% In this example the interval will be [0,10], and % the solution will be computed at 1000 points. % Initialize parameters and vectors

N = 1000; % N is the vector size for the problem.

T = zeros(N,1); % T will contain samples from the t-axis. X = zeros(N,1); % X will contain samples of the solution. % The vector T will be needed for plotting the results. % It is not part of the basic Euler’s method.

%This method uses a step size % h which needs to be defined.

% We also need an initial value for the solution. h = .01;

X(1) = 0.1;

% Next, Euler’s method calculates the values of the solution X, % and the corresponding value of T.

for i=2:N

T(i) = (i-1)*h;

X(i) = X(i-1) + h*X(i-1)*(1 - X(i-1)); end

% The plot can be generated using the following commands. % The ’axis’ command helps control the display, forcing the % x-axis to be displayed from 0 to 10, and the y-axis

% to be displayed from 0 to 1. plot(T,X); axis([0 10 0 1]);

Although Euler’s method is simple, it is usually inefficient for high ac-curacy computations. As an example, you could consider the problem of computing the constant e = exp(1) to 12 digits, which is typically the accu-racy of your calculator. Since exp(t) = et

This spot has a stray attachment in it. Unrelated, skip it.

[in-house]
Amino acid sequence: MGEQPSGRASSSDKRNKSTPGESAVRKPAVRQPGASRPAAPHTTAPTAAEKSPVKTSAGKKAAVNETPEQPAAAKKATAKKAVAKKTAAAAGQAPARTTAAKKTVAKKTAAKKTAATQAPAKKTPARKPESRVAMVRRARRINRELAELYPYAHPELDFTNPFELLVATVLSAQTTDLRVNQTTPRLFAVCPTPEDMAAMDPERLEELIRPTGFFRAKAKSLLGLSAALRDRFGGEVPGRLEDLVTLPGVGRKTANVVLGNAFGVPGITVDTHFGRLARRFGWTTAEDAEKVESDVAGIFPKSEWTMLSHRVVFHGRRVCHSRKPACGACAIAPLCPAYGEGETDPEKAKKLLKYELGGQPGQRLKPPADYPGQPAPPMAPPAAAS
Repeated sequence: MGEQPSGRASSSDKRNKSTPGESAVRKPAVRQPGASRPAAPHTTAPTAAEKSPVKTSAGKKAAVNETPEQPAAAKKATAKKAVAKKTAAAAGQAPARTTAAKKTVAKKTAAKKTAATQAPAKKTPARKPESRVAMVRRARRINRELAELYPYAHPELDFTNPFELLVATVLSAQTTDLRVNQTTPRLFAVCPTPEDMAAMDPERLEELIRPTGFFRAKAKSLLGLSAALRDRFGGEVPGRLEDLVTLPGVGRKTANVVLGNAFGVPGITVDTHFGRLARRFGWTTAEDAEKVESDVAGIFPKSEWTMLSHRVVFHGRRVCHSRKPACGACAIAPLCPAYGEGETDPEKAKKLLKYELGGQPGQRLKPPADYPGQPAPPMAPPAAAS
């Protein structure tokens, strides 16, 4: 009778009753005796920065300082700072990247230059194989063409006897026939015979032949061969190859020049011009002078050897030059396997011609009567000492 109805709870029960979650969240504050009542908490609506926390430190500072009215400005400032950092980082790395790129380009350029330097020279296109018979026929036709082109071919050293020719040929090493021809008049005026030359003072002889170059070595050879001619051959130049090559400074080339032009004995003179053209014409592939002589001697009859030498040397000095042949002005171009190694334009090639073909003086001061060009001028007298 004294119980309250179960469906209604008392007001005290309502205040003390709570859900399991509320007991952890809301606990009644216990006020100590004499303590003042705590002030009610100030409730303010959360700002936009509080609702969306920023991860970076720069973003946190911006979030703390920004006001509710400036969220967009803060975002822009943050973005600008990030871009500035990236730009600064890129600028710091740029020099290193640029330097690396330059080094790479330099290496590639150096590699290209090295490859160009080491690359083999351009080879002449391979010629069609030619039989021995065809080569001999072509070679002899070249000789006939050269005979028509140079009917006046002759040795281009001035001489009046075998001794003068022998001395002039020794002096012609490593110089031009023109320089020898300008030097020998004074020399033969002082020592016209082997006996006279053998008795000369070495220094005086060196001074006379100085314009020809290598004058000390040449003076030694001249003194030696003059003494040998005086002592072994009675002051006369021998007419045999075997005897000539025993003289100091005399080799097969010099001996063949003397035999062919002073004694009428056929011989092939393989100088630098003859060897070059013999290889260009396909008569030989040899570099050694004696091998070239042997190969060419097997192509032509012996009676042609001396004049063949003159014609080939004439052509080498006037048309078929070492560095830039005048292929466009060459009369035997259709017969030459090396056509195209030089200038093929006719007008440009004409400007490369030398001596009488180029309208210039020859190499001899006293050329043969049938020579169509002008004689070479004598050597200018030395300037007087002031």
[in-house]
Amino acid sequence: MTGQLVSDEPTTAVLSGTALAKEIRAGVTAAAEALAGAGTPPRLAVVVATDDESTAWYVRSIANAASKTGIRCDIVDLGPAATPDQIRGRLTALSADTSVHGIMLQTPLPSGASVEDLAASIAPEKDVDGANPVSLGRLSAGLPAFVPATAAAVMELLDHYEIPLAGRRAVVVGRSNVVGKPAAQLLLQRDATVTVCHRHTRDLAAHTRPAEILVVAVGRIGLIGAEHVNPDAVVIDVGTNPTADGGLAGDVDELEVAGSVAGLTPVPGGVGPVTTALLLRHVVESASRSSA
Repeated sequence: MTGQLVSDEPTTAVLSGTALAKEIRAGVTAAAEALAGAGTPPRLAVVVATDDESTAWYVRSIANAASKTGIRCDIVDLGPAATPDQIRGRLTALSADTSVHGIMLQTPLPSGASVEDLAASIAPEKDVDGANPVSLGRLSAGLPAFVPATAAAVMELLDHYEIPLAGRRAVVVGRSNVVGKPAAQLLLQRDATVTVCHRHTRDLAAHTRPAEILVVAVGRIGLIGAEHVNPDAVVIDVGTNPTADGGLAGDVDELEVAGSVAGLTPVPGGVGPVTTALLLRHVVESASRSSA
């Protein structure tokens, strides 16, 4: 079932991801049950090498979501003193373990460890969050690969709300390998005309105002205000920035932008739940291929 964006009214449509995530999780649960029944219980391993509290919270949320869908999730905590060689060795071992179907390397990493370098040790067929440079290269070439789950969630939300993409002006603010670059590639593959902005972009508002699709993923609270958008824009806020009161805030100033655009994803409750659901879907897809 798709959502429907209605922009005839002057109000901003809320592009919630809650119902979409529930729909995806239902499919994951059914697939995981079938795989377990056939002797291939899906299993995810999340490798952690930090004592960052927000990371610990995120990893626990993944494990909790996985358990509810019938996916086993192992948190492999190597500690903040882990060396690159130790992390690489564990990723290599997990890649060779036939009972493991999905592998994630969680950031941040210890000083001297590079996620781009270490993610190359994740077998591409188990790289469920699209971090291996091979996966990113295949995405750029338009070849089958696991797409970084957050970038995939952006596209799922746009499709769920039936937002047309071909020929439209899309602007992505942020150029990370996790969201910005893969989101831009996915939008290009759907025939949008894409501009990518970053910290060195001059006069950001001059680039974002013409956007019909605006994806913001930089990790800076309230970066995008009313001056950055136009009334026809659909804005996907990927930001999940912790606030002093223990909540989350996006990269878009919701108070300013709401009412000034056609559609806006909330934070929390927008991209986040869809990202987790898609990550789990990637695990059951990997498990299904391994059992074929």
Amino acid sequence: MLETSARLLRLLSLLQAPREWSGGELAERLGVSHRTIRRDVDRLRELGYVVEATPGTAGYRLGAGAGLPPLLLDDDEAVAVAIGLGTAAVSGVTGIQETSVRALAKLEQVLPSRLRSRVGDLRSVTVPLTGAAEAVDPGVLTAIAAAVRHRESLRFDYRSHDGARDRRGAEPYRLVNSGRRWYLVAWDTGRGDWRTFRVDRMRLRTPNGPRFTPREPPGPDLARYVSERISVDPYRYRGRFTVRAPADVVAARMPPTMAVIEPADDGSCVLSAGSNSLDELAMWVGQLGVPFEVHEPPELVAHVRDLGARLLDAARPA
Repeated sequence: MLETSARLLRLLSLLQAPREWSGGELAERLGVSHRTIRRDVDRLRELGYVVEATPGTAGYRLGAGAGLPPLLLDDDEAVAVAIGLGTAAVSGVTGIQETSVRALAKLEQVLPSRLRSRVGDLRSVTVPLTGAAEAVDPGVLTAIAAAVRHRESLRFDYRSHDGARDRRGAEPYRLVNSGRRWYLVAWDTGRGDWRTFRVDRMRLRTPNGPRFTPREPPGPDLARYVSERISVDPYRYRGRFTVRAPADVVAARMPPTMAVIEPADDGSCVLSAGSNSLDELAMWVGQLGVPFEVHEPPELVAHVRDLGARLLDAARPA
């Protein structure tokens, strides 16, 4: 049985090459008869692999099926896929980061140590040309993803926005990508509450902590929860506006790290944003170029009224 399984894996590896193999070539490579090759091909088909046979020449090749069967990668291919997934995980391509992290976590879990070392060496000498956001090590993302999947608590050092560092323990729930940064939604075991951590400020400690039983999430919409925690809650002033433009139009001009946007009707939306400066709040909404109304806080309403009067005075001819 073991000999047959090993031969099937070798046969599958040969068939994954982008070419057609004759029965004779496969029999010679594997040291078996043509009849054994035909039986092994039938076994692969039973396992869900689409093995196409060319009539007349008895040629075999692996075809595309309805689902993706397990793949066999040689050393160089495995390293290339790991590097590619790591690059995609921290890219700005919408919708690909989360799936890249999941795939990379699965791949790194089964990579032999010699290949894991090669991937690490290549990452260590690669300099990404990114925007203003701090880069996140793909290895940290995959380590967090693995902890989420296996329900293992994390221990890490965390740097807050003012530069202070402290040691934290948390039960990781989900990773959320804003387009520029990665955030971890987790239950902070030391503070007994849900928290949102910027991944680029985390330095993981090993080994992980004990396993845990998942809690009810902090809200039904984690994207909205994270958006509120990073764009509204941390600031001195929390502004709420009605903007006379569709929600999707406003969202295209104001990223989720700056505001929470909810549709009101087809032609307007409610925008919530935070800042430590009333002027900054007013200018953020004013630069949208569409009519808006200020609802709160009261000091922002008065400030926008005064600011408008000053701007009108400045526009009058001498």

satisfies the initial value problem dx

dt = x, x(0) = 1,

the value of e could be calculated using Euler’s method.

Program 3 carries out this computation. Since scientific software has highly precise algorithms for basic computations like the value of ex

, we can easily compare Euler’s method with the ’known’ value. This code allows you to compare results graphically.

Notice that the command plot(T,X,T,Y);

plots the two arrays X and Y as functions of T . The second set of plotting commands is more sophisticated. The command

axis([0 5 0 200]);

controls the displayed domain and range. A title and a label for t-axis are added with the instructions